Loony Westminster Council are at it again. Trying to get the Greater London Authority to ban soup kitchens because it offends them to see groups of smelly homeless people.
Friends who’ve met me socially recently may have been party to a conversation about a half remembered news story about a plan to make giving alcohol to children illegal. Well I’ve found the story. A charity called “Alcohol concern” styling itself as a “National Agency” called for it to be illegal to give under 15 year olds alcohol because of the rise in alcohol consumption.
The consensus among the random sample of the public in on these conversations was against Alcohol Concern’s proposals. We felt that kids need to be introduced to alcohol in a safe environment, under the supervision of their parents. If drink isn’t some forbidden fruit, it won’t get abused on the streets. And guess what, research shows we were right. Although James Graham’s reaction suggests this is nothing to be smug about.
Alcohol concern seems to be to the control of alcohol, what Mediawatch UK is to taste and decency on TV, and Brake is to sensible motoring.
There’s been a bit of a furore over Charity gifts recently. In particular two organisations Animal Aid and the World Land Trust have both been campaigning on the message that gifts of animals provide unsustainable assistance as in the long term they cause more problems than they solve. Their messages have been partially discredited, Animal Aid are not, as their name implies, an aid charity, but animal rights campaigners ideologically opposed to the use of animals in… well anything. The World Land trust have their own charity gift scheme, in competition with .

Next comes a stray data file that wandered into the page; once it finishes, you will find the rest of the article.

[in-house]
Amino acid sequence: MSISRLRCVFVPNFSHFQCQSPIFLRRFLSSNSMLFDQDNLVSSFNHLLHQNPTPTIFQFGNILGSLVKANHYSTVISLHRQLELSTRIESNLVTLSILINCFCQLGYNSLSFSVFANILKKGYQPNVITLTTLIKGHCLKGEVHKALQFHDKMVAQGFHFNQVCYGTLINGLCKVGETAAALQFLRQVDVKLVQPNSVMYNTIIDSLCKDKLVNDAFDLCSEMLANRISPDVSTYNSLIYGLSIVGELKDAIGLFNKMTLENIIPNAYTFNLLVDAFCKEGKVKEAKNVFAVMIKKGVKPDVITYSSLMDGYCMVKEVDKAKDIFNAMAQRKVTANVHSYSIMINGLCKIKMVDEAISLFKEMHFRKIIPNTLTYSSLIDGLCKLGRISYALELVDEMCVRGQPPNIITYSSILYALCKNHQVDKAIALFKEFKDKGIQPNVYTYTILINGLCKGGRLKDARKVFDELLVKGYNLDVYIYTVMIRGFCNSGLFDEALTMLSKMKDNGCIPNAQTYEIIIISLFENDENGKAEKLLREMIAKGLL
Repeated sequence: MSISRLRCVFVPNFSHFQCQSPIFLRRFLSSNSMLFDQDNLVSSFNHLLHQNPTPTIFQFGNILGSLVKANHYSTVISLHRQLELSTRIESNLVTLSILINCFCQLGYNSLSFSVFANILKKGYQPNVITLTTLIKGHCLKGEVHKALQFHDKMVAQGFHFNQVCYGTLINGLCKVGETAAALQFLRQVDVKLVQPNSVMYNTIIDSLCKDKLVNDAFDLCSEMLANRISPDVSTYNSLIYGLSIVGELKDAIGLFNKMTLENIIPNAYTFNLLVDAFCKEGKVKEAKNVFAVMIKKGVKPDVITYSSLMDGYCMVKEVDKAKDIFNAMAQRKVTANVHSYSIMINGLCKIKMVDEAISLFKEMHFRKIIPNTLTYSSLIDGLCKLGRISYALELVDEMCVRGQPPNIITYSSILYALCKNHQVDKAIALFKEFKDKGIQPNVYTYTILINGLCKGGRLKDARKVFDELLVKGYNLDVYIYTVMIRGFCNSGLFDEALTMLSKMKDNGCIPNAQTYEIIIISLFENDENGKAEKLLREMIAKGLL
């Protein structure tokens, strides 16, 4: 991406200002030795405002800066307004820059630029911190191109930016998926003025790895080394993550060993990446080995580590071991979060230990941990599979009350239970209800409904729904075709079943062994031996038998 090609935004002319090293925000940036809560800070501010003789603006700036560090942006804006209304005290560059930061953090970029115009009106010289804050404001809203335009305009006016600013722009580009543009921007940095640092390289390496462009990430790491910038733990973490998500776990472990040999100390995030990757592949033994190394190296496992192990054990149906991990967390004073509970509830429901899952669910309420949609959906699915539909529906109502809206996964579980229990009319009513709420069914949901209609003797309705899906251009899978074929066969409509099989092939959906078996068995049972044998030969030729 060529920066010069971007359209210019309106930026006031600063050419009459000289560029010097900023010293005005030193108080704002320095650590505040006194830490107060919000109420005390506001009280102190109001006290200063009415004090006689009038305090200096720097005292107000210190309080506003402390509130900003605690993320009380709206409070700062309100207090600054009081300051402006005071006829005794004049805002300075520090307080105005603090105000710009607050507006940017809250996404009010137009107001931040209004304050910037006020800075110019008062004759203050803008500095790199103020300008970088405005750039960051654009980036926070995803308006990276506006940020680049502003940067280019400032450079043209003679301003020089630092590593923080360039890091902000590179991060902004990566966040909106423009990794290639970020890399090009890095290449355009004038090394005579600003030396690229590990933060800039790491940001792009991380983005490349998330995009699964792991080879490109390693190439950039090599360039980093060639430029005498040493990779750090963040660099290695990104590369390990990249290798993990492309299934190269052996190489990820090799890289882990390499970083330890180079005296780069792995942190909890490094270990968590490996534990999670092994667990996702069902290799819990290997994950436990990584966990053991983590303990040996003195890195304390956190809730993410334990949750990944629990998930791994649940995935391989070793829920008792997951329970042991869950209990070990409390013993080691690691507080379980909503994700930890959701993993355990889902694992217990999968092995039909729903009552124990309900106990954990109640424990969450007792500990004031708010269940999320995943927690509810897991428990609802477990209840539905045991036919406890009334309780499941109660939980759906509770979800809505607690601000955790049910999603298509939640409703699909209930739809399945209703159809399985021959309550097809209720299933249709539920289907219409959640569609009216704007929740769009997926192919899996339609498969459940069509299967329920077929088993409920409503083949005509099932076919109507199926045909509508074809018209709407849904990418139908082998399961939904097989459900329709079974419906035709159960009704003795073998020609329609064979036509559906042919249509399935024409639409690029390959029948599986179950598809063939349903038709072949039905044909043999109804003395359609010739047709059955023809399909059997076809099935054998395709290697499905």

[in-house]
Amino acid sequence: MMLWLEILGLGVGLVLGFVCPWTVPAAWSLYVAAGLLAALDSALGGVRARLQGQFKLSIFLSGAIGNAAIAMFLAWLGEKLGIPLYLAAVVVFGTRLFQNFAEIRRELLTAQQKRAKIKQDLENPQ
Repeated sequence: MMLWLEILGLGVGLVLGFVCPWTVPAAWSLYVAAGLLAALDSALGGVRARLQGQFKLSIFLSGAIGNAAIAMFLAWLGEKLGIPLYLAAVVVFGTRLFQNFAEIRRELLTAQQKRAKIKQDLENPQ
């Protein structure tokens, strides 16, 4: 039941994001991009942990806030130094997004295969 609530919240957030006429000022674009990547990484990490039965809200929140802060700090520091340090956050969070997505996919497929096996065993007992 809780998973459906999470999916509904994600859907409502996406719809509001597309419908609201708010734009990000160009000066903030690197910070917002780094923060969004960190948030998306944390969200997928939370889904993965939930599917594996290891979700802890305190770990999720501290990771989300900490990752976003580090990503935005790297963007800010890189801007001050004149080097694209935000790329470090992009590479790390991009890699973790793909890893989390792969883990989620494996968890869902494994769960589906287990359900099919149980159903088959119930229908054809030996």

I have yet to find out any independent analysis of the goat giving phenomenon, that isn’t either repeating the received wisdom of the two organisations above, anecdotal reportage in a lower quality Sunday newspaper, or on the lines of “well they would say that, wouldn’t they, they have a vested interest”. However I would still not be that pleased with a charity goat as it would show the giver didn’t even bother to look at the catalogue and find something less ubiquitous!
From the publicity you would think goats were the be all and end all of charity gifts. Oxfam unwrapped list loads of different types of gift, most of which lead to projects that don’t involve animals in any way shape or form. However isn’t the charity gift just clever marketing, a way of packaging up what is really just a simple charity donation? Oxfam Unwrapped are quite clear, open and honest about the fact that your money doesn’t actually directly buy the thing that represents the gift. For example if you buy someone some exercise books, your money may not actually buy exercise books, but something from a list of things relating to education. So if I was a vegan, giving my charity catalog gift, how sure could I be that my gift of a school desk wouldn’t fund the purchase of livestock? I’ve no problem with my gift of an Aids education session turning into condom kits, but if it turns into something totally unrelated I may as well have just avoided the expensive marketing and just put the money in the collecting tin.
Certain charities do ring fence your money, and what you pay for is actually bought. However, I’m not sure I’d really want to be so fussy as not to trust my chosen charity with any flexibility over what they did with my gift. I also have an image in my mind, probably erroneous, of the charity telling the recipient of the nice person from England who paid for the gift, and I’m not sure I’m so comfortable with that!